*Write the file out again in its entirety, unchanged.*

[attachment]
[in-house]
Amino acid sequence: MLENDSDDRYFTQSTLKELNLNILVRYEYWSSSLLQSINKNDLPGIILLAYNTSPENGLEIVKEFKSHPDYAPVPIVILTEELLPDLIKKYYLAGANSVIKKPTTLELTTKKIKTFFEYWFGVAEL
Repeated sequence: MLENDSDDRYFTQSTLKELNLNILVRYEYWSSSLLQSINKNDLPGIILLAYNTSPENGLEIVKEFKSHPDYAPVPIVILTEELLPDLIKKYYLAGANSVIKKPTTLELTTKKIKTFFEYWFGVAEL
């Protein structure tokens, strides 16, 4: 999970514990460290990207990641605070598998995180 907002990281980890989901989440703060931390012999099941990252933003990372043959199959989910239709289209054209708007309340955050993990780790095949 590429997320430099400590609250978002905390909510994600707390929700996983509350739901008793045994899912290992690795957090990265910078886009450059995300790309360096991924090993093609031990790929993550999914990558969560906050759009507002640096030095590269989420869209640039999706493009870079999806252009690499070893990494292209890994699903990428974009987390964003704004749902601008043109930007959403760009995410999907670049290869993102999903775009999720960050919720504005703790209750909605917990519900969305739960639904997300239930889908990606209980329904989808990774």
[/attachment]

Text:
[in-house]
Amino acid sequence: MLENDSDDRYFTQSTLKELNLNILVRYEYWSSSLLQSINKNDLPGIILLAYNTSPENGLEIVKEFKSHPDYAPVPIVILTEELLPDLIKKYYLAGANSVIKKPTTLELTTKKIKTFFEYWFGVAEL
Repeated sequence: MLENDSDDRYFTQSTLKELNLNILVRYEYWSSSLLQSINKNDLPGIILLAYNTSPENGLEIVKEFKSHPDYAPVPIVILTEELLPDLIKKYYLAGANSVIKKPTTLELTTKKIKTFFEYWFGVAEL
């Protein structure tokens, strides 16, 4: 999970514990460290990207990641605070598998995180 907002990281980890989901989440703060931390012999099941990252933003990372043959199959989910239709289209054209708007309340955050993990780790095949 590429997320430099400590609250978002905390909510994600707390929700996983509350739901008793045994899912290992690795957090990265910078886009450059995300790309360096991924090993093609031990790929993550999914990558969560906050759009507002640096030095590269989420869209640039999706493009870079999806252009690499070893990494292209890994699903990428974009987390964003704004749902601008043109930007959403760009995410999907670049290869993102999903775009999720960050919720504005703790209750909605917990519900969305739960639904997300239930889908990606209980329904989808990774």